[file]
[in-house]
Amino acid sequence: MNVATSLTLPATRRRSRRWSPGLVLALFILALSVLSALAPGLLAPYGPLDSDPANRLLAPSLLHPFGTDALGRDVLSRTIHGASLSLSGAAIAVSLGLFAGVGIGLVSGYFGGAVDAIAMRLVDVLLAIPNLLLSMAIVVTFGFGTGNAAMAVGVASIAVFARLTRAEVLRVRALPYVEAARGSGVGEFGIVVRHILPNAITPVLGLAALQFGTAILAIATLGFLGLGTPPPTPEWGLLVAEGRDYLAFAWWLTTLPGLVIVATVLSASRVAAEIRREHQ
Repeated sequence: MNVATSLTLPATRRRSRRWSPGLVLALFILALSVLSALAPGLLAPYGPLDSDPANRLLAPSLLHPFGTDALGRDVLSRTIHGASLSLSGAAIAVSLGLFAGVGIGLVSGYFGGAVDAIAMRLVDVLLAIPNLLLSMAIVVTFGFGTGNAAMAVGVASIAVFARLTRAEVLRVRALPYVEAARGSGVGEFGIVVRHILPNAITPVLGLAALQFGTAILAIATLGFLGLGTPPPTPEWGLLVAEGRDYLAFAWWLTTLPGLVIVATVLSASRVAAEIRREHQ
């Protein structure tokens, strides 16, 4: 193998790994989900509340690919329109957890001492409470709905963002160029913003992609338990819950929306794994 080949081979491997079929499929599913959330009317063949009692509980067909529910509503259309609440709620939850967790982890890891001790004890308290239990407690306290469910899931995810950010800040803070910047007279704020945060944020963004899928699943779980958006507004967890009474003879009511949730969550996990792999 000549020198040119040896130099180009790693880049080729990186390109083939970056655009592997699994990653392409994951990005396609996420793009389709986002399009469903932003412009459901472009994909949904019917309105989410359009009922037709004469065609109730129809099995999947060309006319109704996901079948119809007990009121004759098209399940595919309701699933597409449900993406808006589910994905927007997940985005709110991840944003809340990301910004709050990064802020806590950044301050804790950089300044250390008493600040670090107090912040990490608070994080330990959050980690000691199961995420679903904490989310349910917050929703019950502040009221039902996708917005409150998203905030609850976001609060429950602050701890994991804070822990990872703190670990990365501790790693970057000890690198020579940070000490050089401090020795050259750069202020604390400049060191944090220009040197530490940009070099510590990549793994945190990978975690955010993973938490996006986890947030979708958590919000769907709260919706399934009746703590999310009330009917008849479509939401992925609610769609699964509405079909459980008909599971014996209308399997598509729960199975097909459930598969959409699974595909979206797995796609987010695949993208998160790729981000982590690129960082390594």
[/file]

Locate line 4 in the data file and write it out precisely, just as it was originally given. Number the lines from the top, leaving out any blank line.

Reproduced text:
């Protein structure tokens, strides 16, 4: 193998790994989900509340690919329109957890001492409470709905963002160029913003992609338990819950929306794994 080949081979491997079929499929599913959330009317063949009692509980067909529910509503259309609440709620939850967790982890890891001790004890308290239990407690306290469910899931995810950010800040803070910047007279704020945060944020963004899928699943779980958006507004967890009474003879009511949730969550996990792999 000549020198040119040896130099180009790693880049080729990186390109083939970056655009592997699994990653392409994951990005396609996420793009389709986002399009469903932003412009459901472009994909949904019917309105989410359009009922037709004469065609109730129809099995999947060309006319109704996901079948119809007990009121004759098209399940595919309701699933597409449900993406808006589910994905927007997940985005709110991840944003809340990301910004709050990064802020806590950044301050804790950089300044250390008493600040670090107090912040990490608070994080330990959050980690000691199961995420679903904490989310349910917050929703019950502040009221039902996708917005409150998203905030609850976001609060429950602050701890994991804070822990990872703190670990990365501790790693970057000890690198020579940070000490050089401090020795050259750069202020604390400049060191944090220009040197530490940009070099510590990549793994945190990978975690955010993973938490996006986890947030979708958590919000769907709260919706399934009746703590999310009330009917008849479509939401992925609610769609699964509405079909459980008909599971014996209308399997598509729960199975097909459930598969959409699974595909979206797995796609987010695949993208998160790729981000982590690129960082390594």